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Rob DeScherer
07-08-2004, 11:53 AM
I need some help. I have a 74 TR6, with z-s carbs just rebuilt by Joe Curto. I have removed all of the emissions stuff, except for the carbon canister and its connections. I have securely plugged everything that I removed. There are no leaks on the manifold side of the carbs. And the car still runs lean, no matter how I adjust the carbs.

Then, I removed the hoses that run between the carbs and the carbon canister, plugged the corresponding holes on the carbs, and bingo, the car holds an idle, and the coarbs could actually be adjusted. Although there is a flat spot around 4000 rpm, for the most part it runs properly in the four years that I have owned it.

My question is, why would I have an air leak in the carbon canister system, and why if you do have an air leak there should it affect the running condition? The hose from the carbon canister is on the manifold side of the throttle butterfly, so why should this affect the lean/rich mixture?

I am very confused and frustrated. Thanks for any and all advice.

aeronca65t
07-09-2004, 08:58 AM
It's hard to tell from the info you have given, but these cars mostly have a canister purge valve. If it is faulty, the problem will be similar to a vacuum leak.
I haven't worked on one of these cars in a while, but you state that the canister is hooked to the manifold (this sounds correct). Any leaks in this system will have a large effect on lean/rich condition since it will act as a vacuum leak.
One note: if you have disabled the canister system, you may have also plugged the fuel tank vent (which is vented to this canister). You may want to install a vented cap (or drill a tiny hole in the underside of your existing cap).

Rick O.
07-09-2004, 10:27 AM
[ QUOTE ]
Then, I removed the hoses that run between the carbs and the carbon canister My question is, why would I have an air leak in the carbon canister system, and why if you do have an air leak there should it affect the running condition? The hose from the carbon canister is on the manifold side of the throttle butterfly, so why should this affect the lean/rich mixture?

[/ QUOTE ]

Rob--So you removed the fat hoses that tie into the rockerbox? If so, how are you venting the crankcase? Anyway, check that you have the flow restrictor installed on both the fuel tank vent line and the nipple that the carb vent hoses attach to. Is the canister's solenoid functioning properly (closed when ignition is on)?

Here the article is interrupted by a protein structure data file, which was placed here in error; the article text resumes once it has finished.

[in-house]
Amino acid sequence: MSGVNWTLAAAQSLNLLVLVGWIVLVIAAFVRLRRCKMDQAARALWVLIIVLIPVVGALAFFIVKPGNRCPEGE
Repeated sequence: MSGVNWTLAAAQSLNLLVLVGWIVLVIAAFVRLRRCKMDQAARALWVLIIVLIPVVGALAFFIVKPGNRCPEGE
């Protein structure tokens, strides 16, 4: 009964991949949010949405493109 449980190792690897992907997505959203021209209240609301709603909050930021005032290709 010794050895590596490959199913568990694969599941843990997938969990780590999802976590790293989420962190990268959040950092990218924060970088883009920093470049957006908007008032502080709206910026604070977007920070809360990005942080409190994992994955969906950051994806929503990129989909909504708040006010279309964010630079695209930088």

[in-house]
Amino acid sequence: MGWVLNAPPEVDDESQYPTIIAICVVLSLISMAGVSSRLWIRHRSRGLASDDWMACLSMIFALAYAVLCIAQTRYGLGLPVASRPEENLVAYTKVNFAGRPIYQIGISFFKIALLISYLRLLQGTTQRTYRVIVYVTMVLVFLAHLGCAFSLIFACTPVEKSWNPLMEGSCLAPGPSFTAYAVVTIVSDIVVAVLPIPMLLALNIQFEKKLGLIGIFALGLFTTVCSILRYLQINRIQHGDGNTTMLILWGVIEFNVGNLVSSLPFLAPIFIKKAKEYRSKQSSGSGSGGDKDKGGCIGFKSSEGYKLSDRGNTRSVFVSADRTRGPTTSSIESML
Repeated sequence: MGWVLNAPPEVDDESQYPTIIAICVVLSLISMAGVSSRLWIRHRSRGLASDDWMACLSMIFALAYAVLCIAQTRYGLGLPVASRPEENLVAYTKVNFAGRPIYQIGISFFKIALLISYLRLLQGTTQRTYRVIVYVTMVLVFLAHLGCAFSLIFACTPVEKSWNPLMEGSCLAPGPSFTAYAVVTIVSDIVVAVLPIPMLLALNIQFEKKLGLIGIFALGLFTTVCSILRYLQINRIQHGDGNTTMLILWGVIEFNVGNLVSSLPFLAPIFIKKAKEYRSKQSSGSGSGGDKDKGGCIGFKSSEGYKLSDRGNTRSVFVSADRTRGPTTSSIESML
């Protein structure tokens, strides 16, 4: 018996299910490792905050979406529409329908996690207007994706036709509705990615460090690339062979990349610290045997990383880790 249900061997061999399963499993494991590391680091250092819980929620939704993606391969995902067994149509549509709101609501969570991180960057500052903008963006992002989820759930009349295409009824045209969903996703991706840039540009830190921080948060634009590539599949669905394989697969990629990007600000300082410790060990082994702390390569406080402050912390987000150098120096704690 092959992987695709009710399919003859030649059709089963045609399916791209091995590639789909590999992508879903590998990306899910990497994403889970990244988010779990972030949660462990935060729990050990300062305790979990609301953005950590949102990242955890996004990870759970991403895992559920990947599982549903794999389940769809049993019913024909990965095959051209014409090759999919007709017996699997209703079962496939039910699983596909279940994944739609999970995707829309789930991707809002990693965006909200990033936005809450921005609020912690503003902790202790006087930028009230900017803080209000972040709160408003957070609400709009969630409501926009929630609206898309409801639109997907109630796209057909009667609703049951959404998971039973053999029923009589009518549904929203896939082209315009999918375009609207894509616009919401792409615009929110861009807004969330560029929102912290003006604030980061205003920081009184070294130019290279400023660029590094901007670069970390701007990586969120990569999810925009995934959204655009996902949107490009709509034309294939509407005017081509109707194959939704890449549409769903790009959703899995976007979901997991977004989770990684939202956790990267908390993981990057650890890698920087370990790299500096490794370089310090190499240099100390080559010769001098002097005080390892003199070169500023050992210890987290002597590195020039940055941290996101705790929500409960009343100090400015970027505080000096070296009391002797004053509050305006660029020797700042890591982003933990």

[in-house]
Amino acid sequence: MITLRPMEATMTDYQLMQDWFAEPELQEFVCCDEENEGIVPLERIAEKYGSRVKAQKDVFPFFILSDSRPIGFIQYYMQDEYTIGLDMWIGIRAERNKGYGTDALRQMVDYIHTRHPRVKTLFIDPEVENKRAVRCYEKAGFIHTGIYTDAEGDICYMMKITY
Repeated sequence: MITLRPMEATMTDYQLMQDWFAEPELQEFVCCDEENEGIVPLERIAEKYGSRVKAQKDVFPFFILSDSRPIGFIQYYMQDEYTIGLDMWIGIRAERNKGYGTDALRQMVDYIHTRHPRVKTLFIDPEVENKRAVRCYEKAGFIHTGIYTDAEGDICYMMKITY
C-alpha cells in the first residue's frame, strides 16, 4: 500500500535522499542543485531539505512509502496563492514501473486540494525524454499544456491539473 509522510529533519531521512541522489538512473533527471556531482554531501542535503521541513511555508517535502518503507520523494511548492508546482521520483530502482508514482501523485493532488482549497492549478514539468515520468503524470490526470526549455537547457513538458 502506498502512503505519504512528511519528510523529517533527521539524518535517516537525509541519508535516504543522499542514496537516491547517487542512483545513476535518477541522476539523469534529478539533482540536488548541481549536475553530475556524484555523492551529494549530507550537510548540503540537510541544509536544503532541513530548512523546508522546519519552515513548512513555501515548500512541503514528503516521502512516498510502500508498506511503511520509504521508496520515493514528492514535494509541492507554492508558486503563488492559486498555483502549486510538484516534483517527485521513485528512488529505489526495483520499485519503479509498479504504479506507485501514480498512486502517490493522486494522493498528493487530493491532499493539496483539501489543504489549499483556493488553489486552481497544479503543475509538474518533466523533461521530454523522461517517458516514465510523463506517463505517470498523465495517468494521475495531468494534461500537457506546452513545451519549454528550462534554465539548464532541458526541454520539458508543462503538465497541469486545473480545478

Do your carbs also have the smaller ID hoses running to the canister for fuel bowl venting?

The manifold-side carb nipple senses carb depression on the piston side of the butterfly. If you have a leak in that line, it has to lean the mixture. Same would be true if the manifold side depression were sensed.

Hope this helps.

Dave Russell
07-09-2004, 07:52 PM
Hi Rob,
A couple of possibilities.

It's not clear whether you are talking about the large hoses or the small hoses from the carbs. If it's the small hoses continue:

I think your car originally had an anti run on valve. The float bowl venting was controlled by this valve. It's purpose was to effectively apply vacuum to the bowls for a short time after the ignition switch was turned off. This prevented fuel from flowing & stopped run on.

If the bowl vents are now connected to the canister & the canister is also connected to engine vacuum via the large hoses, & this valve is missing or somehow bypassed, this could explain the lean condition.

A quote from here:
https://www.buckeyetriumphs.org/technical/Carbs/CarbsII/CarbsII.htm

"The last part of the breathing apparatus is the electrically operated anti run-on valve introduced on the 73 TR6. Power from the ignition switch in the OFF position is feed through the ON position of the oil pressure switch to the valve, #6 in the sketch; the valve operates when the ignition is turned off and there is still oil pressure. The operated valve closes the external air input to the bottom of the canister via tube #6 and instead connects tube #6 to the intake manifold via tube #7. The depression in the intake manifold sucks air out of the canister and via tube #2 to the float chamber creating a depression in the float chamber. This depression in the float chamber prevents fuel entering the carb via the jet thus preventing run-on or dieseling. The valve releases a few second after the ignition is turned off when the oil pressure drops."

I think reading this whole section will help explain how it is supposed to work. If you have plugged the carbs where the small hoses connected, you don't have any float venting, if you have plugged the carbs where the large hoses connected, you don't have any canister vacuum.
D

Rick O.
07-10-2004, 10:21 AM
[ QUOTE ]
I think your car originally had an anti run on valve. The float bowl venting was controlled by this valve.


[/ QUOTE ]
On later TR6's, the bowl vent is conrolled by a throttle-actuated slide valve on the left side of each carb. [Pre '73 sixes vented the bowls to the intake of each carb at all times.] At idle, the bowl is vented via the vapor recovery system (small hoses going to canister); off-idle, vent is through a hole on the air filter mouning flange. Perhaps Rob has this flange hole covered up by a gasket and is actually experiencing a rich condition due to pressurized bowls.

Rob, check that your carb vent valves are adjusted properly. If unsure, let me know and I'll walk you through the simple procedure.

Rob DeScherer
07-10-2004, 10:24 AM
Thanks for all the help. It would seem to me that I have to check the valve at the bottom of the canister for proper operation, and also the line that runs from the gas tank to the carbon canister. Hopefully, this will solve my problem.